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he was quoted saying if i thought it was wrong i wouldn't do it. i'm going to the braves game regardless whether i pay for it or not. another prominent politician in the state took $340 from a sprint lobbyist, donachie parsons took that money an went to the falcons game and watched them lose, unfortunately. i talked to a gentleman william perry, he's with common cause georgia, a watchdog group. he said $75 at a time is meaningless. i could take the lawmaker out to dinner, go out to the bar, $75. two hours later go out to a restaurant and spend $75 and then turn around and do it the next day. the $75 at a time, it's going to be law, but is it going to be making a difference? it doesn't seem like it. this is going on around the
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country. >> thank you very much. >> taking a look at our top business headlines of the hour. wall street not making any big moves in either direction. stocks are mixed on the next of the last trading day of the year. the dow up knif five points on k for its best year since 1996. wells fargo paid fannie mae $600 million for home loans prior to 2009. fannie mae has now reached settlements with eight banks for selling defective mortgages totaling $12 billion. police in brazil are trying to clean up those anothe notoris slums known as favelas. critics say success in this case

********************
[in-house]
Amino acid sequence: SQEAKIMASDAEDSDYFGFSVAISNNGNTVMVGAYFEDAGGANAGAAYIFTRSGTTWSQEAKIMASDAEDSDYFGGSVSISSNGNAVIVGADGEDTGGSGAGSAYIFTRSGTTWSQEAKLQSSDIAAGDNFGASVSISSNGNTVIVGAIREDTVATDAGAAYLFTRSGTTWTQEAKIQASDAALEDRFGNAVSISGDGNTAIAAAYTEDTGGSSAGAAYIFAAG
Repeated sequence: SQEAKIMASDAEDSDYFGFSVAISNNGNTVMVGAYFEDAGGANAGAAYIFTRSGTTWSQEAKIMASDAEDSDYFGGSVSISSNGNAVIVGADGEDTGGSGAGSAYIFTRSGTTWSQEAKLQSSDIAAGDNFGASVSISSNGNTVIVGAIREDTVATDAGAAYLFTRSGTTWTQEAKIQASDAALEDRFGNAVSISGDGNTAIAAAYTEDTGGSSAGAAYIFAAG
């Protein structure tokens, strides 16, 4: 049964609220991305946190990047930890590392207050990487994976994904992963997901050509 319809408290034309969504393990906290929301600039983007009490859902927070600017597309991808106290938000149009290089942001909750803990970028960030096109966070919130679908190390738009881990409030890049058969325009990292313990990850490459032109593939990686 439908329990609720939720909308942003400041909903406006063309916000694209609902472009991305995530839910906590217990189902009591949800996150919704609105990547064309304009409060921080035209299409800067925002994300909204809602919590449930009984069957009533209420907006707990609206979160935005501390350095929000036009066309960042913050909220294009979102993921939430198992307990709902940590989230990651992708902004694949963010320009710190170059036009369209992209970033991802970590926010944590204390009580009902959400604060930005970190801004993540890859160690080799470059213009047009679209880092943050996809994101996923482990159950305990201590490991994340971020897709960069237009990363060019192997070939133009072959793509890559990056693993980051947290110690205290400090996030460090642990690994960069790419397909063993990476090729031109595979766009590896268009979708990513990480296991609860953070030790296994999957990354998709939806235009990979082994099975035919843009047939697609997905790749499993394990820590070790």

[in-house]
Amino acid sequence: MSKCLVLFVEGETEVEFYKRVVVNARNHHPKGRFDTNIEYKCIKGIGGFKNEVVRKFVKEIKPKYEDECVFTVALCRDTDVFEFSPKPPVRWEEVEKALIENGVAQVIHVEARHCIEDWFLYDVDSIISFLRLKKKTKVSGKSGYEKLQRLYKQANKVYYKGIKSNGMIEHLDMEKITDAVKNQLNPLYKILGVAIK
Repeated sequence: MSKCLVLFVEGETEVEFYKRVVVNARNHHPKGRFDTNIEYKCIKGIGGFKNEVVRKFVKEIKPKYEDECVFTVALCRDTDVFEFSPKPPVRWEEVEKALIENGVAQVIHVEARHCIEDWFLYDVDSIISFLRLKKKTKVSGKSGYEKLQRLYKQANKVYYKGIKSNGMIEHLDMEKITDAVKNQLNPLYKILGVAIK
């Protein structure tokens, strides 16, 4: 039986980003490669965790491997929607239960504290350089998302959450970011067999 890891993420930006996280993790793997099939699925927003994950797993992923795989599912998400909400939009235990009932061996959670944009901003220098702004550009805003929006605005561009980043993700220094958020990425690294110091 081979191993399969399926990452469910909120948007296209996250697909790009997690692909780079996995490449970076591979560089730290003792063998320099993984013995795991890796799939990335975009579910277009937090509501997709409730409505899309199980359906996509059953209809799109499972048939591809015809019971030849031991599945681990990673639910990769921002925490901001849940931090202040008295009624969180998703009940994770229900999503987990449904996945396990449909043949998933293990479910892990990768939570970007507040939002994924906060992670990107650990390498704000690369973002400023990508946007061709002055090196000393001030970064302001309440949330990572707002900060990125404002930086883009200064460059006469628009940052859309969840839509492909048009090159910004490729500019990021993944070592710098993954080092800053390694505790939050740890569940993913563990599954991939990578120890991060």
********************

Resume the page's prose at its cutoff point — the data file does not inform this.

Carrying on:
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has a price. [ gunfire ] >> reporter: heavily armed brazilian elite security forces attempting to regain control of poor communities in rio ruled by drug gangs for decades. it's called "pacification." that's a government drive launched in 2008 to secure these neighborhoods. many are close to tourist attractions and the world cup and olympics are coming. but after the military operation the hard part is keeping the peace. >> the state was absence in these communities for many years. we arrived, and we have this obligation to reconquer this community for the residents to grow to trust us. >> reporter: the resident-friendly police are having success. murder rates are dropping quickly, and so is the number for violent crimes. but the tactics of the pacification police are increasingly being questioned as reports of unarmed people being
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killed or abducted. in some cases police have limited access. this is a community that has yet to be passfied by the police, and it's under the control of a criminal gang, which conduct their illegal activities out in the open. every day people line up to buy drugs, cocaine, meth, and marijuana are sold on the corner guarded by armed men who block off the streets. the traffickers say that police only show up to arrest people but never stay for long. >> there are more police which make it stuffer for us to work. most of them earn money from us as well, and we just end up being pushed back. >> reporter: by the time the world cup is held in rio officials are hoping to have 40 communities with a permanent police presence, a fraction of the 900 favelas in the city. >> this area has been neglected by the program, and it has been